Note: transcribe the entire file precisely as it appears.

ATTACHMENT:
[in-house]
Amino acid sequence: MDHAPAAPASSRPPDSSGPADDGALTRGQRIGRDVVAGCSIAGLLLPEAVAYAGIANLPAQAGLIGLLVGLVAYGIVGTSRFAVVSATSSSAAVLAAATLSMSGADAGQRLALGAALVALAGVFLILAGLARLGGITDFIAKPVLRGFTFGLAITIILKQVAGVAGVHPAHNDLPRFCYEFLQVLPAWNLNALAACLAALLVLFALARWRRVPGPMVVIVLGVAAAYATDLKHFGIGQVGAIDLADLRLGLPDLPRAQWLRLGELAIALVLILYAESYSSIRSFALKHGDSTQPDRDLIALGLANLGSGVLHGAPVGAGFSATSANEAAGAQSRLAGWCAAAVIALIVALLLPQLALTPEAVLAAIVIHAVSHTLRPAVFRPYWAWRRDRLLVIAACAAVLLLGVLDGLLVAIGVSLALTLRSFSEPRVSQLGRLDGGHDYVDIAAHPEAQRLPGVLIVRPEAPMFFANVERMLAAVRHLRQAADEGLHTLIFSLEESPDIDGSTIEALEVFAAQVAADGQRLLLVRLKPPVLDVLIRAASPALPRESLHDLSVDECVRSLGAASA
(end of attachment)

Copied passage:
[in-house]
Amino acid sequence: MDHAPAAPASSRPPDSSGPADDGALTRGQRIGRDVVAGCSIAGLLLPEAVAYAGIANLPAQAGLIGLLVGLVAYGIVGTSRFAVVSATSSSAAVLAAATLSMSGADAGQRLALGAALVALAGVFLILAGLARLGGITDFIAKPVLRGFTFGLAITIILKQVAGVAGVHPAHNDLPRFCYEFLQVLPAWNLNALAACLAALLVLFALARWRRVPGPMVVIVLGVAAAYATDLKHFGIGQVGAIDLADLRLGLPDLPRAQWLRLGELAIALVLILYAESYSSIRSFALKHGDSTQPDRDLIALGLANLGSGVLHGAPVGAGFSATSANEAAGAQSRLAGWCAAAVIALIVALLLPQLALTPEAVLAAIVIHAVSHTLRPAVFRPYWAWRRDRLLVIAACAAVLLLGVLDGLLVAIGVSLALTLRSFSEPRVSQLGRLDGGHDYVDIAAHPEAQRLPGVLIVRPEAPMFFANVERMLAAVRHLRQAADEGLHTLIFSLEESPDIDGSTIEALEVFAAQVAADGQRLLLVRLKPPVLDVLIRAASPALPRESLHDLSVDECVRSLGAASA